Director: Lou Adler, Tommy Chong
Cast: Cheech Marin, Tommy Chong, Strother Martin, Edie Adams, Harold Fong, Richard Novo, Jane Moder, Pam Bille, Arthur Roberts, Marian Beeler
While this film boasts careful screen composition and widescreen set-up, I still found it hard to believe those were the real reasons Up In Smoke found its way onto the 1001 list. Although I'd seen pieces of this movie on Comedy Central off-and-on for pretty much my entire life, I'd never had the interest or the patience to sit down and watch it from beginning to end. And why should I? Unless you grew up in the 70s or indulge in the stoner-culture, the film isn't speaking to you.
Now don't get me wrong, I'm not saying you can't enjoy the film, but I AM saying it will leave you feeling a bit like you've walked into a club of which you aren't a member. Although I could appreciate the sheer nutty, adlib humor, I found many of the gags to be brushing past me in "well that would've been funny if..." manner.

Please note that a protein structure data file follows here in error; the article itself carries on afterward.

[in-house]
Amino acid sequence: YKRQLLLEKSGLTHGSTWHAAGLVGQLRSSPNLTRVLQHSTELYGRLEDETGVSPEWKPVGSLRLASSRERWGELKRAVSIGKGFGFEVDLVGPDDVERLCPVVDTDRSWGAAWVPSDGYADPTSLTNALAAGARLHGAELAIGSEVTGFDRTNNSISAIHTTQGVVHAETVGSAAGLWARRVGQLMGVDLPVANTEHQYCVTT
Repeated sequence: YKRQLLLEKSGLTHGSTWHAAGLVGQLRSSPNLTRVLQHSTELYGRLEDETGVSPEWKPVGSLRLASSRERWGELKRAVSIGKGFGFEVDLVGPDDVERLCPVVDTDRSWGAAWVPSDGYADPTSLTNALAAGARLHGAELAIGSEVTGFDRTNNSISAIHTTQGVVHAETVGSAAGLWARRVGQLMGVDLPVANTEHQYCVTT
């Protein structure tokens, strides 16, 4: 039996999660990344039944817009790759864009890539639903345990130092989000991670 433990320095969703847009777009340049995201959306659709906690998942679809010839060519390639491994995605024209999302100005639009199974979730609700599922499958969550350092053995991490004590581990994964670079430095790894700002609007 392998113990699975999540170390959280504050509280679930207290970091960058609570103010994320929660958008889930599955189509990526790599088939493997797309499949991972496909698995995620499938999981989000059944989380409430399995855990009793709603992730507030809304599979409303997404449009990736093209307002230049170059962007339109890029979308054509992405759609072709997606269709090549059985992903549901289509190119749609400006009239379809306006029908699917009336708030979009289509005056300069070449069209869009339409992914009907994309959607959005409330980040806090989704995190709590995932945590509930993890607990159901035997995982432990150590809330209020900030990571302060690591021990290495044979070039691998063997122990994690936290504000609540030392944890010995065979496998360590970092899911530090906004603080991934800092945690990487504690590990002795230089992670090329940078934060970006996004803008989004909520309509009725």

The film is the story of Pedro (Cheech) and Man (Chong), two burn-outs who haphazardly find themselves as compadres. Pedro is a struggling Mexican-American who finds just enough money to trick out his station wagon with blue fur, and Man is a hippie stoner who lives with what we can only assume are his wealthy parents. When the two come together, pandemonium ensues–only problem is, the two are too high to notice. Caught in major drug busts, police chases, and battle-of-the-band contests, the two friends never seem to catch on to anything, and quite literally blaze their way through every harrowing situation they come across.
While I can't lie and say this is one of my favorite films, I can understand how it has become a phenom of our culture. For that, at the very least, Cheech and Chong get my respect–just not my laughs.